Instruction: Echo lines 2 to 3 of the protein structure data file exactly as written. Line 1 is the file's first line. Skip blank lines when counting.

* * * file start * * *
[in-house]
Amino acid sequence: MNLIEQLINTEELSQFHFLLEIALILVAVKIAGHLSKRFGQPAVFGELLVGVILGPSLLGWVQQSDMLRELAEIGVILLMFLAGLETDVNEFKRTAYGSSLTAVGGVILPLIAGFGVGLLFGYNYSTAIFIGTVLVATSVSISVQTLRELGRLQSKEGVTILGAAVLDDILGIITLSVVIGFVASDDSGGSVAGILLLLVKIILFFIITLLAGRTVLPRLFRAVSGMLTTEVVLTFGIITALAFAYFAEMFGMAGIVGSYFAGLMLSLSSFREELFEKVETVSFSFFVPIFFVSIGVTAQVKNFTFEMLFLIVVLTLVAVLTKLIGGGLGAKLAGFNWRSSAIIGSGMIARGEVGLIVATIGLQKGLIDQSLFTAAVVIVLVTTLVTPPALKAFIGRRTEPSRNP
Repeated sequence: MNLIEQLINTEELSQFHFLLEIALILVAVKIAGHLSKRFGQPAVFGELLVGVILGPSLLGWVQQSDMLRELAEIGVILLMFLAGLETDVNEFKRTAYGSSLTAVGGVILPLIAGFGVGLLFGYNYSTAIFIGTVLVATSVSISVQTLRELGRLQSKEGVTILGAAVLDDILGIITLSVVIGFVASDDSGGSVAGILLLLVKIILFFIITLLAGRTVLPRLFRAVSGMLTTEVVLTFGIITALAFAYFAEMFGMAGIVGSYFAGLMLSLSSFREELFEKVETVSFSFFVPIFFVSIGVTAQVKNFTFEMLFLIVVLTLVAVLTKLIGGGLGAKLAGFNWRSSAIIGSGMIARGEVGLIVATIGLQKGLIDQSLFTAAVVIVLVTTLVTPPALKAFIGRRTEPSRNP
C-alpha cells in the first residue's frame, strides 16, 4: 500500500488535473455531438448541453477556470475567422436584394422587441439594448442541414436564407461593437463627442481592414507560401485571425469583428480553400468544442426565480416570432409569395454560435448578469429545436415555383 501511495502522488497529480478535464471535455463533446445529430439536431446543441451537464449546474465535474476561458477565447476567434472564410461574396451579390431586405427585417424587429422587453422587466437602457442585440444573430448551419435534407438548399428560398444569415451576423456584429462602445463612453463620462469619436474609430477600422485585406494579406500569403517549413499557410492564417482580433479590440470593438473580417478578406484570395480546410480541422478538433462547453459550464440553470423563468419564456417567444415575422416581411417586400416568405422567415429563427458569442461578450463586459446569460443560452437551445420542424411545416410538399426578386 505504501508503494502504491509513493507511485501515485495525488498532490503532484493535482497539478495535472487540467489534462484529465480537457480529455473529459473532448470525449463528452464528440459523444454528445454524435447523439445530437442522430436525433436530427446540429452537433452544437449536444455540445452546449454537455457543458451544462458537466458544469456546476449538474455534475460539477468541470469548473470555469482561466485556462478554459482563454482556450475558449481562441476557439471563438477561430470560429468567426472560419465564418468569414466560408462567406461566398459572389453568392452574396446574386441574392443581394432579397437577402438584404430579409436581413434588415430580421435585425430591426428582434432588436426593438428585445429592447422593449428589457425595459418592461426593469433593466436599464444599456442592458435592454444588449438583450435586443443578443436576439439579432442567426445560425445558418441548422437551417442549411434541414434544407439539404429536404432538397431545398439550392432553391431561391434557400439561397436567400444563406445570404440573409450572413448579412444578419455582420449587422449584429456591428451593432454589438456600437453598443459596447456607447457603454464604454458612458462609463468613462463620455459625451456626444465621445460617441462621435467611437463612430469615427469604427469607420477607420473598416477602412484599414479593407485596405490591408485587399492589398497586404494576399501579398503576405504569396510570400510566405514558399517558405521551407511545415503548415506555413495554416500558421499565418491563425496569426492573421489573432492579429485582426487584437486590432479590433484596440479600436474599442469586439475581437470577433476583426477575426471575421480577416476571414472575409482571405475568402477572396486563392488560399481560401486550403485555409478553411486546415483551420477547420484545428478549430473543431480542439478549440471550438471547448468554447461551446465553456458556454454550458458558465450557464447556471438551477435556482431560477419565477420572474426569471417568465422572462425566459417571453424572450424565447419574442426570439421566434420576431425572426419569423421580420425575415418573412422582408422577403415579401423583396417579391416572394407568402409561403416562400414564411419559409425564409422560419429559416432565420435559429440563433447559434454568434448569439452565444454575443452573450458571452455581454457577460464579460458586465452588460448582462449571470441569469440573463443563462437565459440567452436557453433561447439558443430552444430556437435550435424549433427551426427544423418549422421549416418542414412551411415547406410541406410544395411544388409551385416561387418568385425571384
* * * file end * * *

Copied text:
Amino acid sequence: MNLIEQLINTEELSQFHFLLEIALILVAVKIAGHLSKRFGQPAVFGELLVGVILGPSLLGWVQQSDMLRELAEIGVILLMFLAGLETDVNEFKRTAYGSSLTAVGGVILPLIAGFGVGLLFGYNYSTAIFIGTVLVATSVSISVQTLRELGRLQSKEGVTILGAAVLDDILGIITLSVVIGFVASDDSGGSVAGILLLLVKIILFFIITLLAGRTVLPRLFRAVSGMLTTEVVLTFGIITALAFAYFAEMFGMAGIVGSYFAGLMLSLSSFREELFEKVETVSFSFFVPIFFVSIGVTAQVKNFTFEMLFLIVVLTLVAVLTKLIGGGLGAKLAGFNWRSSAIIGSGMIARGEVGLIVATIGLQKGLIDQSLFTAAVVIVLVTTLVTPPALKAFIGRRTEPSRNP
Repeated sequence: MNLIEQLINTEELSQFHFLLEIALILVAVKIAGHLSKRFGQPAVFGELLVGVILGPSLLGWVQQSDMLRELAEIGVILLMFLAGLETDVNEFKRTAYGSSLTAVGGVILPLIAGFGVGLLFGYNYSTAIFIGTVLVATSVSISVQTLRELGRLQSKEGVTILGAAVLDDILGIITLSVVIGFVASDDSGGSVAGILLLLVKIILFFIITLLAGRTVLPRLFRAVSGMLTTEVVLTFGIITALAFAYFAEMFGMAGIVGSYFAGLMLSLSSFREELFEKVETVSFSFFVPIFFVSIGVTAQVKNFTFEMLFLIVVLTLVAVLTKLIGGGLGAKLAGFNWRSSAIIGSGMIARGEVGLIVATIGLQKGLIDQSLFTAAVVIVLVTTLVTPPALKAFIGRRTEPSRNP